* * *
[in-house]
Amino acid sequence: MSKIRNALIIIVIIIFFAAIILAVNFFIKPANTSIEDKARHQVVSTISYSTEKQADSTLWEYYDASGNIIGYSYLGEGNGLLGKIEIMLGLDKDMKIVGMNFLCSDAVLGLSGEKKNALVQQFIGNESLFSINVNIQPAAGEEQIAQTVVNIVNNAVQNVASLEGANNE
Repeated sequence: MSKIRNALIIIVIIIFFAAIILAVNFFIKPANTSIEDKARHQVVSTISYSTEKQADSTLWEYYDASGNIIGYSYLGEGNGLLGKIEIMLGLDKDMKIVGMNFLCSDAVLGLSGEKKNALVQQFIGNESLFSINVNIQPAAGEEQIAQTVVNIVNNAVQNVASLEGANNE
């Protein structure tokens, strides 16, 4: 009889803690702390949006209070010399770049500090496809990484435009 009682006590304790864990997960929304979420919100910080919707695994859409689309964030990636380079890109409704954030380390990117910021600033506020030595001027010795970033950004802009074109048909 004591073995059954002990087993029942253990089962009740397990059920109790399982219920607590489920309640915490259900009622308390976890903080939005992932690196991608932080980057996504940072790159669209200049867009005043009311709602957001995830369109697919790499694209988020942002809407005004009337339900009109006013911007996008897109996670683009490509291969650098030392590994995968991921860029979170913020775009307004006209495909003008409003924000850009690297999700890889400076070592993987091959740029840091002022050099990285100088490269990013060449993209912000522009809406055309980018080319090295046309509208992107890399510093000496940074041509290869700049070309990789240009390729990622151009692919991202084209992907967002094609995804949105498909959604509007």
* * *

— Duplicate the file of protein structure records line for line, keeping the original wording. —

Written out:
[in-house]
Amino acid sequence: MSKIRNALIIIVIIIFFAAIILAVNFFIKPANTSIEDKARHQVVSTISYSTEKQADSTLWEYYDASGNIIGYSYLGEGNGLLGKIEIMLGLDKDMKIVGMNFLCSDAVLGLSGEKKNALVQQFIGNESLFSINVNIQPAAGEEQIAQTVVNIVNNAVQNVASLEGANNE
Repeated sequence: MSKIRNALIIIVIIIFFAAIILAVNFFIKPANTSIEDKARHQVVSTISYSTEKQADSTLWEYYDASGNIIGYSYLGEGNGLLGKIEIMLGLDKDMKIVGMNFLCSDAVLGLSGEKKNALVQQFIGNESLFSINVNIQPAAGEEQIAQTVVNIVNNAVQNVASLEGANNE
């Protein structure tokens, strides 16, 4: 009889803690702390949006209070010399770049500090496809990484435009 009682006590304790864990997960929304979420919100910080919707695994859409689309964030990636380079890109409704954030380390990117910021600033506020030595001027010795970033950004802009074109048909 004591073995059954002990087993029942253990089962009740397990059920109790399982219920607590489920309640915490259900009622308390976890903080939005992932690196991608932080980057996504940072790159669209200049867009005043009311709602957001995830369109697919790499694209988020942002809407005004009337339900009109006013911007996008897109996670683009490509291969650098030392590994995968991921860029979170913020775009307004006209495909003008409003924000850009690297999700890889400076070592993987091959740029840091002022050099990285100088490269990013060449993209912000522009809406055309980018080319090295046309509208992107890399510093000496940074041509290869700049070309990789240009390729990622151009692919991202084209992907967002094609995804949105498909959604509007």